In Ms. Smiley's novel, our heroine's sisters are talking about Marian, a cousin who's moved away to teach the children of freed slaves. Marian is, needless, to say an ardent abolitionist, and our heroine's sisters--who like to confine conversations to discussions of the goings on in their own backyards--find their cousin heavy going conversationally. Here's the passage.
I don't know why she brings these ideas into the family! You sit down to supper and there's ideas there; and then you get up in the morning and make the tea, and there's ideas again. It makes you feel all outside of yourself, looking out the door of your own house, that you look out of a hundred times a day, but there's ideas making it look all different. There's no comfort in it, I'll tell you that!"Yesterday, as I was intermittently listening to President Obama address the United Nations, I found myself thinking about Cousin Miriam, because it occurred to me that this president--just like cousin Marian--talks about ideas. And by talking about ideas, he's demanding that we think deeply about what he's saying instead of just reacting to it (as we could if he'd just lighten up and stick to talking points!)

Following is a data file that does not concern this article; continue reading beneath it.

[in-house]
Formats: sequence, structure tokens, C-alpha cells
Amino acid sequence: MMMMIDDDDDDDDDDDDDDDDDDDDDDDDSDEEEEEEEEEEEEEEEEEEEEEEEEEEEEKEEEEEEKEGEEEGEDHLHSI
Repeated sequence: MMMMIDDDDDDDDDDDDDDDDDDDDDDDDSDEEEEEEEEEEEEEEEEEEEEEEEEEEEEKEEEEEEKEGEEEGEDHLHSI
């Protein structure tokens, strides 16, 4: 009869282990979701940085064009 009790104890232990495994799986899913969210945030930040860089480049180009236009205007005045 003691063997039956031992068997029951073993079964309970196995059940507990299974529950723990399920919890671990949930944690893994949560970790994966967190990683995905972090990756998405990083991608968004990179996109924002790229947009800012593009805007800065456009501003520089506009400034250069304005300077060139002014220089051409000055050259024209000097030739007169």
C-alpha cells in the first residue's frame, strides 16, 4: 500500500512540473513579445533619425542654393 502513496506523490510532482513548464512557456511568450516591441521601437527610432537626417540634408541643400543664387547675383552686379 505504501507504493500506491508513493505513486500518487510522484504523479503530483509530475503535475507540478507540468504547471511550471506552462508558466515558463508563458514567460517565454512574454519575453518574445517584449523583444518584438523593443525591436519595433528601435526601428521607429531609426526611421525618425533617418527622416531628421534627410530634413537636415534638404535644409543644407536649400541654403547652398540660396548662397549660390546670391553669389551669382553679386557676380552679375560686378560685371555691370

Wow! What a lot of hard work President Obama expects us to do! Has he got a lot of nerve or what? There's no comfort in it, I'll tell you that!